3. Universal Redemption or General Atonement

Christ’s redeeming work made it possible for everyone to be saved but did not actually secure the salvation of anyone. Although Christ died for all men and for every man, only those who believe on Him are saved. His death enabled God to pardon sinners on the condition that they believe, but it did not actually put away anyone’s sins. Christ’s redemption becomes effective only if man chooses to accept it.

4. The Holy Spirit Can Be Effectually Resisted

The Spirit calls inwardly all those who are called outwardly by the gospel invitation; He does all that He can to bring every sinner to salvation. But inasmuch as man is free, he can successfully resist the Spirit’s call. The Spirit cannot regenerate the sinner until he believes; faith (which is man’s contribution) proceeds and makes possible the new birth. Thus, man’s free will limits the Spirit in the application of Christ’s saving work. The Holy Spirit can only draw to Christ those who allow Him to have His way with them. Until the sinner responds, the Spirit cannot give life. God’s grace, therefore, is not invincible; it can be, and often is, resisted and thwarted by man.

5. Falling from Grace

Those who believe and are truly saved can lose their salvation by failing to keep up their faith, etc.

All Arminians have not been agreed on this point; some have held that believers are eternally secure in Christ – that once a sinner is regenerated, he can never be lost.

According to Arminianism:

Salvation is accomplished through the combined efforts of God (who takes the initiative) and man (who must respond) – man’s response being the determining factor. God has provided salvation for everyone, but His provision becomes effective only for those who, of their own free will, “choose” to cooperate with Him and accept His offer of grace. At the crucial point, man’s will plays a decisive role; thus man, not God, determines who will be recipients of the gift of salvation.

THE “FIVE POINTS” OF CALVINISM

1. Total Inability or Total Depravity

Because of the fall, man is unable of himself to savingly believe the gospel. The sinner is dead, blind, and deaf to the things of God; his heart is deceitful and desperately corrupt. His will is not free, it is in bondage to his evil nature, therefore, he will not – indeed he cannot – choose good over evil in the spiritual realm. Consequently, it takes much more than the Spirit’s assistance to bring a sinner to Christ – it takes regeneration by which the Spirit makes the sinner alive and gives him a new nature. Faith is not something man contributes to salvation but is itself a port of God’s gift of salvation – it is God’s gift to the sinner, not the sinner’s gift to God.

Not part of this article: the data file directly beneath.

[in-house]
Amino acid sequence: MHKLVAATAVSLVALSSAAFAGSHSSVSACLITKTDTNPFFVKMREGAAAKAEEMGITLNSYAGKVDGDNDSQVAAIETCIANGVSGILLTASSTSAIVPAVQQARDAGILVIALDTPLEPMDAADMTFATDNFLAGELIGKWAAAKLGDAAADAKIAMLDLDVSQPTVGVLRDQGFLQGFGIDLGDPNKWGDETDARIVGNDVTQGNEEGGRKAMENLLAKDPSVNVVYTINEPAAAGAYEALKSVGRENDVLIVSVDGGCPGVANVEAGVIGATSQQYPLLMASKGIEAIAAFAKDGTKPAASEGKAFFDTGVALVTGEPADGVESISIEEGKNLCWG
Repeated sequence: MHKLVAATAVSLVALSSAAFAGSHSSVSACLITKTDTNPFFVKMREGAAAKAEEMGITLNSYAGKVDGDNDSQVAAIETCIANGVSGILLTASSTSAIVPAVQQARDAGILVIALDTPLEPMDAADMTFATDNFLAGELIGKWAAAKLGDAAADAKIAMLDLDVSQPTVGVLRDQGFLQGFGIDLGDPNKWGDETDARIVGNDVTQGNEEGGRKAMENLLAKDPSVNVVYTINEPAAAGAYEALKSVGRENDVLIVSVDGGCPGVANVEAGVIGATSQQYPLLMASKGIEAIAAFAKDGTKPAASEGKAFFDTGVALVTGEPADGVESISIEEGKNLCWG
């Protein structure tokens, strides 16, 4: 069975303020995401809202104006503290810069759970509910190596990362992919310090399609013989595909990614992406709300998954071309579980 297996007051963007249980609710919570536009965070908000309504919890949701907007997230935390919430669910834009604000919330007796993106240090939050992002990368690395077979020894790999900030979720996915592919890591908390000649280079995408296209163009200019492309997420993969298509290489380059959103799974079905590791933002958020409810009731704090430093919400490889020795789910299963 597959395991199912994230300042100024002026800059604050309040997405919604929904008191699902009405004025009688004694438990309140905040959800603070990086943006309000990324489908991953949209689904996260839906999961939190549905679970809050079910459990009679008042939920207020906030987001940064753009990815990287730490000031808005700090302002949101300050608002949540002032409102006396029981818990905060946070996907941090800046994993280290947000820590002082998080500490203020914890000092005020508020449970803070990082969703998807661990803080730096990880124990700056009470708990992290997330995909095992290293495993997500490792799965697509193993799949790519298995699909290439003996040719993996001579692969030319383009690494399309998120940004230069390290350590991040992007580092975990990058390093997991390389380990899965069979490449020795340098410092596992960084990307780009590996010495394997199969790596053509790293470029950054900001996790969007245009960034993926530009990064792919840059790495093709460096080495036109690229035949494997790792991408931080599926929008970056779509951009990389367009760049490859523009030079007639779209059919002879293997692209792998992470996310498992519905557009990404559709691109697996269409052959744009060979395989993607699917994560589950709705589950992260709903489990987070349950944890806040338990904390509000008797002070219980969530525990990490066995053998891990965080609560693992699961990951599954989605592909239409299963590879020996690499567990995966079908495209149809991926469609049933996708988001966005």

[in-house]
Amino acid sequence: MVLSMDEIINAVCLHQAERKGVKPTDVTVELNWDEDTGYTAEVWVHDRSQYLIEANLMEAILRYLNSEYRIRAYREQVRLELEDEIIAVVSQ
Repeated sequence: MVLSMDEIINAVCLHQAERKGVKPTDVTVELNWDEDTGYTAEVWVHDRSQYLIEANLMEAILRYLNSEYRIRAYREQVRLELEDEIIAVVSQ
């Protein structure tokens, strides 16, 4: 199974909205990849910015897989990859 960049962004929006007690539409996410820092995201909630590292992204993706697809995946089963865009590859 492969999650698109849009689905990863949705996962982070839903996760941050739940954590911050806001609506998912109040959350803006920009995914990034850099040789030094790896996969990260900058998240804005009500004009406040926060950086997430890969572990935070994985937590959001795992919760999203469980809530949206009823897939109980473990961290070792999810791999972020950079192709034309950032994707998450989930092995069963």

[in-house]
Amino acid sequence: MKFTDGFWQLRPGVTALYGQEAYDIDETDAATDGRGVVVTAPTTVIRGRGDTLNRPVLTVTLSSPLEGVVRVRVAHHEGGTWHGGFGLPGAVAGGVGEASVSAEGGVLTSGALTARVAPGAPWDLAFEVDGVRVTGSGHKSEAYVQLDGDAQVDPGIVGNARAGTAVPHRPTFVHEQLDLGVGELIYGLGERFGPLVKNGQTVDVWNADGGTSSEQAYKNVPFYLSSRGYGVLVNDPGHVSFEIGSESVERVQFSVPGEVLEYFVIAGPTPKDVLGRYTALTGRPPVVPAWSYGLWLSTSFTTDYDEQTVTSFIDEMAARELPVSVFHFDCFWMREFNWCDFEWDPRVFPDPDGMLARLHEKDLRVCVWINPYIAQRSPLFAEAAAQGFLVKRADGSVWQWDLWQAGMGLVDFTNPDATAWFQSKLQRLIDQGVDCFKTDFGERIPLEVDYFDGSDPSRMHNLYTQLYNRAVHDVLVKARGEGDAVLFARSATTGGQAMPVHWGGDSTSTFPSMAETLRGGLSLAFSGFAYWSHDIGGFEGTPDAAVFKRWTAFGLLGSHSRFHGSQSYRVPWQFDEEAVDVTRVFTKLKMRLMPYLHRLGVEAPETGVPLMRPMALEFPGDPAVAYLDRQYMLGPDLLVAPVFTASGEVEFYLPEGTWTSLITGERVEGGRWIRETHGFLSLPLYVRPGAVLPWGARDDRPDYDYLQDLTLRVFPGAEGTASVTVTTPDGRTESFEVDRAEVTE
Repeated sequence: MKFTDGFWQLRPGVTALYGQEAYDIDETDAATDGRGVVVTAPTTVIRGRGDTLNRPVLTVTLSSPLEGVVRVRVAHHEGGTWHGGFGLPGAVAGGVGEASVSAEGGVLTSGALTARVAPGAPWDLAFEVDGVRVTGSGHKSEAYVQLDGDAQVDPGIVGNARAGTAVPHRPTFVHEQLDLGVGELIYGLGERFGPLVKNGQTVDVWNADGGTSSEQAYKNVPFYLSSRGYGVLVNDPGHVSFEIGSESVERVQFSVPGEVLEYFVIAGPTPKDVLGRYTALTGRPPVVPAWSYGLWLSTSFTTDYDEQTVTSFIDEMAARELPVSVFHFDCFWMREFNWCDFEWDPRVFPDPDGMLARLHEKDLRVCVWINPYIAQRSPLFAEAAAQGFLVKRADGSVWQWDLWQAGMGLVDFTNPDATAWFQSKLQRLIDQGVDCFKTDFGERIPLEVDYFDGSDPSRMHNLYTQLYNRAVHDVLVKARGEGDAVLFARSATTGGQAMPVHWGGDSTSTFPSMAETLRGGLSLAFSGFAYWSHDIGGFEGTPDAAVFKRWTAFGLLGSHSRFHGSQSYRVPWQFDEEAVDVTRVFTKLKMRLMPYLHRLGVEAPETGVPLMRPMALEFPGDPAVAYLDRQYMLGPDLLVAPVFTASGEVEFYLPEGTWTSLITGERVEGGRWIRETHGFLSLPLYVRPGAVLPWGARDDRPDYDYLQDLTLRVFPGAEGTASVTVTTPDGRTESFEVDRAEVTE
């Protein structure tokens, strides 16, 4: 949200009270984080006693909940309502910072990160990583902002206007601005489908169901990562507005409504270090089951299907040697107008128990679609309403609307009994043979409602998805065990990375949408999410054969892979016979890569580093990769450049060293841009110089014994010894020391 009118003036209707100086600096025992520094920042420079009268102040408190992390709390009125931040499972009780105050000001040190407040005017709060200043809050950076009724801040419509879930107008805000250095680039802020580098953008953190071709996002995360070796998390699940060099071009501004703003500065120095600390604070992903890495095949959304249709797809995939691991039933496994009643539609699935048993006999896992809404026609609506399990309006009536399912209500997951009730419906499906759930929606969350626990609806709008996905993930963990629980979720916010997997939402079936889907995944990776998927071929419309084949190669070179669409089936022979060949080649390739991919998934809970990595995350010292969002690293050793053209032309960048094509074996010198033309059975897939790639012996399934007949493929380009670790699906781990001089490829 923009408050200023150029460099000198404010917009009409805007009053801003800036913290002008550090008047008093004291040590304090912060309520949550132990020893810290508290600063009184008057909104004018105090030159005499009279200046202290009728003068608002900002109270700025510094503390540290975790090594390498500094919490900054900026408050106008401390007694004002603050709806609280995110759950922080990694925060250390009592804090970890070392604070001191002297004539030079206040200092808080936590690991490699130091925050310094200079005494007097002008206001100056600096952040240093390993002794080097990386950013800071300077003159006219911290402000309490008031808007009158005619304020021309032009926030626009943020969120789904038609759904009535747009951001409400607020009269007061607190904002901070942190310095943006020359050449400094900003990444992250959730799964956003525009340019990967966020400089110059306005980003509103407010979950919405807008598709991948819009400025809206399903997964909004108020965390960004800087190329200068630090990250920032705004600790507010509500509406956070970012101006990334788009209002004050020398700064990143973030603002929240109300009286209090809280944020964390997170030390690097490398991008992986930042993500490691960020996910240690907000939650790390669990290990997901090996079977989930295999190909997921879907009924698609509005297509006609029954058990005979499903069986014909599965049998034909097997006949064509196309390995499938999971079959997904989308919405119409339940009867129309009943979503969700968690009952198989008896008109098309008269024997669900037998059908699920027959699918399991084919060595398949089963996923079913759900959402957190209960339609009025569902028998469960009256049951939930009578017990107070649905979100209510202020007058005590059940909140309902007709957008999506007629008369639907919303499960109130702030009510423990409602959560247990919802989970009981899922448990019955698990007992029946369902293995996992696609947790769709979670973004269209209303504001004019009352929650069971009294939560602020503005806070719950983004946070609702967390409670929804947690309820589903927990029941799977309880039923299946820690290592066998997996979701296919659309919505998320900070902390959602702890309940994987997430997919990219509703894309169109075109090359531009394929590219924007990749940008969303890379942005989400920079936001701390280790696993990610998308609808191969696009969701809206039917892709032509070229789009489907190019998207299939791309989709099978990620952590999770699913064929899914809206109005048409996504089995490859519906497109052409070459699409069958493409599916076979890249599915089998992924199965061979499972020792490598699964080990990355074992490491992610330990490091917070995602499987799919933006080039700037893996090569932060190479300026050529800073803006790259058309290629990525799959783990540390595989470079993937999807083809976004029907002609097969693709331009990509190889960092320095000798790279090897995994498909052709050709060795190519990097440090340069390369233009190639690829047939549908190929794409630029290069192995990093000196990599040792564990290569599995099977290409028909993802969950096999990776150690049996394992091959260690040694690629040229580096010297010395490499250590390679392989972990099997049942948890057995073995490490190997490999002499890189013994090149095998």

2. Unconditional Election

God’s choice of certain individuals unto salvation before the foundation of the world rested solely in His own sovereign will. His choice of particular sinners was not based on any foreseen response of obedience on their part, such as faith, repentance, etc. On the contrary, God gives faith and repentance to each individual whom He selected. These acts are the result, not the cause of God’s choice. Election therefore was not determined by or conditioned upon any virtuous quality or act foreseen in man. Those whom God sovereignly elected He brings through the power of the Spirit to a willing acceptance of Christ. Thus God’s choice of the sinner, not the sinner’s choice of Christ, is the ultimate cause of salvation.